Sunday, December 27, 2015

The Wright way to celebrate New Year’s Eve

Photo by Elaine Warner
New York has its dramatic, nationally televised ball drop on New Year’s Eve but it’s not alone. Not one to let New York have all the limelight, the South offers many of its own, although these tend to be more colorful, like the MoonPie drop in Mobile or the drag queen known as Sushi inside a giant red high heel that falls on Duval Street in Key West — and boy does she look good!
            My dear travel writing buddy Elaine Warner of Oklahoma alerted me to a fun celebration in Bartlesville, Oklahoma, where a massive olive drops down from the top of the Price Tower into an oversized martini glass at midnight. Now, that’s my idea of ringing in the New Year!
            The Price Tower, by the way, is the only fully realized skyscraper designed by Frank Lloyd Wright. Not a “skyscraper” by today’s standards, the 19-story landmark completed in 1956 houses businesses, a hotel and dining. The restored 19th floor executive office of H.C. Price and the H.C. Price Company Corporate Apartment are available for viewing on a tour as well.
            The New Year’s Eve event — if you wish to join the organized fun — includes hors d'oeuvres, music, dancing and a champagne toast for $45. Hotel packages are also available. Proceeds from the event will be applied towards supporting the building’s World Heritage Nominated landmark status.
Here are a couple more weird New Year’s Eve celebrations in the South:
            A 1,250-pound steel-and-copper acorn is dropped at 7 p.m. (for the kids) and then again at midnight at City Plaza in Raleigh, North Carolina, as part of the First Night festivities. This year marks the 25th anniversary and the day brings lots of fun activities.
            Atlanta goes all out for its New Year’s celebration and drops — what else? — a giant peach for the annual Peach Drop, while in Miami they drop an orange and listen to Pitbull bring in the New Year for 2016. In different places in Maryland they drop a duck and a crab.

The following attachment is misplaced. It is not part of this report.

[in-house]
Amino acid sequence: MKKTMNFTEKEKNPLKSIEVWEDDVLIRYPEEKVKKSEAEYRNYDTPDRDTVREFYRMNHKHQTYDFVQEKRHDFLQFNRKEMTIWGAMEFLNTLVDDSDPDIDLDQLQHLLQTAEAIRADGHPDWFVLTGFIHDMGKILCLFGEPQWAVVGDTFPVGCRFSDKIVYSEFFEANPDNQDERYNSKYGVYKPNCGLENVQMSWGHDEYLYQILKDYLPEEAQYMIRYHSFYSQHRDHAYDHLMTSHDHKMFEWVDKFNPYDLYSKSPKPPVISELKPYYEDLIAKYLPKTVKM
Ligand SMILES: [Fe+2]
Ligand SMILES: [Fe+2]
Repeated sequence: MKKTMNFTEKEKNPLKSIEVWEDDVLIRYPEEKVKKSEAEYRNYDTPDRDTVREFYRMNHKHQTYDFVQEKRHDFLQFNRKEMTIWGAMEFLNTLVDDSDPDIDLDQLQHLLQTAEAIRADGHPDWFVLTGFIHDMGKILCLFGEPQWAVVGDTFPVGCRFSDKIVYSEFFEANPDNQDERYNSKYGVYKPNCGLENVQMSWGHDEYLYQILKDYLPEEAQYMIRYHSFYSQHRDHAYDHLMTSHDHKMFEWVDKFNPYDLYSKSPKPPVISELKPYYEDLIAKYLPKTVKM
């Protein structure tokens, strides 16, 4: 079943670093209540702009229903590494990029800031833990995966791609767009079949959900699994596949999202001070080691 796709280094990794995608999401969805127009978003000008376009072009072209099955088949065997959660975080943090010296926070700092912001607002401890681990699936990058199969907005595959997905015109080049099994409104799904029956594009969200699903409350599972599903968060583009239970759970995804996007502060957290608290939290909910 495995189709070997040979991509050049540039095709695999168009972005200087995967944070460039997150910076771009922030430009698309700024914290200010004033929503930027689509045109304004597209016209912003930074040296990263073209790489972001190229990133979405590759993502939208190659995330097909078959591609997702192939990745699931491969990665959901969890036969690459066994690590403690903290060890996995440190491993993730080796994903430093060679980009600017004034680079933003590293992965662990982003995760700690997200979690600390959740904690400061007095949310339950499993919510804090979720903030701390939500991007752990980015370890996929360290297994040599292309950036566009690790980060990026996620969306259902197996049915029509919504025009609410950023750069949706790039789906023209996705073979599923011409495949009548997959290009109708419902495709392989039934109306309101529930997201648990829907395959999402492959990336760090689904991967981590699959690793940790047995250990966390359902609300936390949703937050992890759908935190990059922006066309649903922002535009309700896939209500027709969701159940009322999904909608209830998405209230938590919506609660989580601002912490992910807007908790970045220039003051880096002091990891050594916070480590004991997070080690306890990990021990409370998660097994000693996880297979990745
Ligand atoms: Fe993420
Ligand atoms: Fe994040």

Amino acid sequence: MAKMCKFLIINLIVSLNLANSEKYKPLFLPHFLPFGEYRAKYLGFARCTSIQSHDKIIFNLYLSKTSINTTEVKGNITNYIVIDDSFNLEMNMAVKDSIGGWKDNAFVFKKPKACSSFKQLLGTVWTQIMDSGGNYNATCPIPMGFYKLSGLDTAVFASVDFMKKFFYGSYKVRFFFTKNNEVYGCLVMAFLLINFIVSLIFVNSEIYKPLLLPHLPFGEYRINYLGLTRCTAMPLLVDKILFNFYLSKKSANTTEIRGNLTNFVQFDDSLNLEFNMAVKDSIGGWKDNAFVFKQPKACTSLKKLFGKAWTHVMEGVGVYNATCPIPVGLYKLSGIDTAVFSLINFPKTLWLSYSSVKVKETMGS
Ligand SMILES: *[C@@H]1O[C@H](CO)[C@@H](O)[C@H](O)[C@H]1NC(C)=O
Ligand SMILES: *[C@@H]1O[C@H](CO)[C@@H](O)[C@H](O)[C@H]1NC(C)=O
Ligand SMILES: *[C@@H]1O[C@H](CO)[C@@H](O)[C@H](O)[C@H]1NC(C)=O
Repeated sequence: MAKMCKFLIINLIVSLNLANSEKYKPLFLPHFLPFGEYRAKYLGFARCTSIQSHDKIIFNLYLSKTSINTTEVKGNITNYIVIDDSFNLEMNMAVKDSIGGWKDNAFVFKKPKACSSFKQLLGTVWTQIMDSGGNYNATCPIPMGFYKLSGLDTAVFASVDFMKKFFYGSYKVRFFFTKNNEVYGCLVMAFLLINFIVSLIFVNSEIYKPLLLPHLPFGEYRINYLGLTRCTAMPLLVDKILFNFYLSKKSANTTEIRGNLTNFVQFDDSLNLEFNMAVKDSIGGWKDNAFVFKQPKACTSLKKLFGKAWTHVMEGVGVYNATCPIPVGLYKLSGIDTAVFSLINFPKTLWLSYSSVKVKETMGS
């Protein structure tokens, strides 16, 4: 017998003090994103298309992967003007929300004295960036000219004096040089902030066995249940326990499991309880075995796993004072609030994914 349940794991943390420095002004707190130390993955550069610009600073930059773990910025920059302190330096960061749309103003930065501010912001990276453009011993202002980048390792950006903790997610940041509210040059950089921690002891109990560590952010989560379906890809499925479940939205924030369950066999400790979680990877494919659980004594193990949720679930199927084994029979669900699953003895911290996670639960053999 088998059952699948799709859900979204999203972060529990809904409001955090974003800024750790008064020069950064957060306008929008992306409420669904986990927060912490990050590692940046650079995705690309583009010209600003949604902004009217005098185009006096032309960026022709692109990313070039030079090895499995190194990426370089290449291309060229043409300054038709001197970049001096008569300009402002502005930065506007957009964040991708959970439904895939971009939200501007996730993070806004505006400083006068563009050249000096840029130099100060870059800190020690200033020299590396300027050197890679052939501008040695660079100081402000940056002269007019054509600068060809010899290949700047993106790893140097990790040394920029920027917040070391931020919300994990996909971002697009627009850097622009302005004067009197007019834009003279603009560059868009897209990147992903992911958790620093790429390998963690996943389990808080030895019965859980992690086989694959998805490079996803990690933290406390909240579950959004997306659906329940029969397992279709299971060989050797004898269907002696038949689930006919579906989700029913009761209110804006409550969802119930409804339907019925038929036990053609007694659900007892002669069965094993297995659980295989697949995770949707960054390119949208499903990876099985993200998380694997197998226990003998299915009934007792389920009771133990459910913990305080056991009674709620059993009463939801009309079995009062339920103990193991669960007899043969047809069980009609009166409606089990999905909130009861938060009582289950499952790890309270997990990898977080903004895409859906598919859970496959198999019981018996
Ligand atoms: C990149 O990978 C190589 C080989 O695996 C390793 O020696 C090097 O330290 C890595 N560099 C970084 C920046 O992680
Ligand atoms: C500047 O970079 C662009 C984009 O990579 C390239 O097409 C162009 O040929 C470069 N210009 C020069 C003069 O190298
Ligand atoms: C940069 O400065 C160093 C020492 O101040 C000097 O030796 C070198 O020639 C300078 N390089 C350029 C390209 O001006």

In Key West, always known for a colorful good time, there's also a giant conch shell that falls from the top of Sloppy Joe's Bar and a pirate wench dropped from the mast of a schooner in the historic seaport, in addition to Sushi.
            Panama City drops 10,000 inflated beach balls at 8 p.m. on to the families present at Pier Park and at midnight follows with a large beach ball for the hearty partiers. In between there's lots of fun activities. Watch the video here.
            Over in Pensacola, a lighted pelican with a 20-foot wingspan rings in midnight with fun all day and all night as well.

Thursday, December 17, 2015

A beer by any other name

We love beers with a sense of humor. Take Great Raft Brewing in Shreveport, for instance, home to Reasonably Corrupt dark lager, the perfect drink while enjoying Louisiana politics. Great Raft has several beers with weird and fun names: Grace and Grit, Southern Drawl, Creature of Habit, All My Tomorrows, At Arm’s Length (good for when creepy men come hitting) and Awkward Uncle (see photo), what they call their "boozy winter seasonal." We’ve visited this brewery twice, enjoying its enormous and hip tasting room, brewery tours and, of course, the delicious beers.